Czech antivirus vendor AVAST Software warns of a increasing number of AutoRun infection attempts, a trend that is likely to continue this month.
According to data gathered by the company from its user base, one in eight malware attacks, out of the 700,000 recorded during the last week of October, came from USB devices. "AutoRun is a really useful tool, but it is also a way to spread more than two-thirds of current malware
," says AVAST Virus Lab Analyst Jan Širmer."The threat of USB-distributed malware is much more widespread than just the Stuxnet attacks on enterprise computers – which were also spread via infected memory sticks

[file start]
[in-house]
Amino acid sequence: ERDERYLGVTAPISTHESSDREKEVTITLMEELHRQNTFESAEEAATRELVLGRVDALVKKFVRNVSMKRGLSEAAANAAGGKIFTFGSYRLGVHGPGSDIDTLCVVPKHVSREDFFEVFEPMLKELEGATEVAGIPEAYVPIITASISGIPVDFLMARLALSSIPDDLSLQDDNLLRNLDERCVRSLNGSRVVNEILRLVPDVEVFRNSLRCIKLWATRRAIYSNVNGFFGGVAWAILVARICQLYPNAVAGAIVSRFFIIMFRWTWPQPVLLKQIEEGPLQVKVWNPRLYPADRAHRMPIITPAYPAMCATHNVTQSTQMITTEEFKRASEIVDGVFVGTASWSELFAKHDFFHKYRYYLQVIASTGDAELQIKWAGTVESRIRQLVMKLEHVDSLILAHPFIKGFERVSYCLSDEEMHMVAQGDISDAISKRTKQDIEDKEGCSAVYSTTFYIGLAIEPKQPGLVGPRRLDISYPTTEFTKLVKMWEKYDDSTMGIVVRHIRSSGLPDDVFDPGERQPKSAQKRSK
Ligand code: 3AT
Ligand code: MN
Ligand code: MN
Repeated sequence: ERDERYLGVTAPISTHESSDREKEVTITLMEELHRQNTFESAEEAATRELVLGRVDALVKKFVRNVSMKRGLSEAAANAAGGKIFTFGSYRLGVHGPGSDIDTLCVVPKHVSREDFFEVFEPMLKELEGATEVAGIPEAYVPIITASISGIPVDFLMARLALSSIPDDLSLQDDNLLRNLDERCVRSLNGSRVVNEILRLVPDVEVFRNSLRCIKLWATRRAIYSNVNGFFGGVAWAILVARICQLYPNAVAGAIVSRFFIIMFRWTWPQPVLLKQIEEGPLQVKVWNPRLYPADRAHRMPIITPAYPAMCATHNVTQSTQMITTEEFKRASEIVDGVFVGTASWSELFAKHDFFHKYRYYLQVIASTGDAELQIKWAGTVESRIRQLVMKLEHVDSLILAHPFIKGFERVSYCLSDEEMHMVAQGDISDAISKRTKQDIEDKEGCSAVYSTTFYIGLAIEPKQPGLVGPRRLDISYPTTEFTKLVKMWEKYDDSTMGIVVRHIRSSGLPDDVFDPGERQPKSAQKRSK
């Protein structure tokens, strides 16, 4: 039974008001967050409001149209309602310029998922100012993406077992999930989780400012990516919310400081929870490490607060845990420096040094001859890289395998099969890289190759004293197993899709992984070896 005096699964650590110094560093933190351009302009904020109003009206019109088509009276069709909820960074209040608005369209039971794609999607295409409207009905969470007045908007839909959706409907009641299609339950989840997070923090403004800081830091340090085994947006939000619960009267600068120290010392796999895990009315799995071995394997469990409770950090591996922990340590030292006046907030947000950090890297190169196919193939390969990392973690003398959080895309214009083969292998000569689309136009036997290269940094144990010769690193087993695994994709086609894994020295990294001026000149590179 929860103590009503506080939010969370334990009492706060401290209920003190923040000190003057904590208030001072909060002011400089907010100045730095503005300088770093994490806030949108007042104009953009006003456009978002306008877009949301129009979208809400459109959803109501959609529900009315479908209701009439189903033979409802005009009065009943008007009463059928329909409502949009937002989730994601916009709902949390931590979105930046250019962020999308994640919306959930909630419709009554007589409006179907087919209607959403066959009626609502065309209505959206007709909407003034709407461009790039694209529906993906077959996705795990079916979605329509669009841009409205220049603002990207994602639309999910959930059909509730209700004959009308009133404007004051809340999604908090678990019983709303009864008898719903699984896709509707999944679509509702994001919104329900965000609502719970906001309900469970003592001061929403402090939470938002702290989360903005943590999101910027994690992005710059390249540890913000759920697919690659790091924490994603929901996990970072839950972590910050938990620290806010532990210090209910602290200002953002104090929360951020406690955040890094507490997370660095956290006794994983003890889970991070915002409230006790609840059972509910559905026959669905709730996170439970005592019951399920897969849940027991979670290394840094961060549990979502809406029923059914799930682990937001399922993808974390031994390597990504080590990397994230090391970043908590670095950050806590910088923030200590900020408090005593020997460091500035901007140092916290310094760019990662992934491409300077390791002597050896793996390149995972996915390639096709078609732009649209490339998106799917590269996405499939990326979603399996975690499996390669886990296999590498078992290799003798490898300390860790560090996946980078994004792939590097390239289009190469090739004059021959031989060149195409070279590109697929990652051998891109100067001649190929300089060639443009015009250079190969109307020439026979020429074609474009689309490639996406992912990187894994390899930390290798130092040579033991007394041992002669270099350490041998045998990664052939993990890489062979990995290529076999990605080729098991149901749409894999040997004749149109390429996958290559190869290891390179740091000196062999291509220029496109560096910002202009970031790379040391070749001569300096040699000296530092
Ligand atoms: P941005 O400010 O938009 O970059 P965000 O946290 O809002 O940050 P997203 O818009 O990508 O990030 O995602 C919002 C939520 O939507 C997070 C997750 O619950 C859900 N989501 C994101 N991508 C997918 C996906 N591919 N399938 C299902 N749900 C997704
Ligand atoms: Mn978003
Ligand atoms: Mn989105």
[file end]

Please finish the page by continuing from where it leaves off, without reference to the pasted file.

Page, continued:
," he adds.
The prevalence of removable storage devices is a contributing factor to the problem. It's not just USB memory sticks or external hard disk drives that can carry malware, but also devices like digital cameras, mobile phones, or MP3 players.
AVAST's findings are also reflected in statistics released by other antivirus vendors. Kaspersky Lab places
Kido (Conficker) at the top of its most prevalent malware list for October.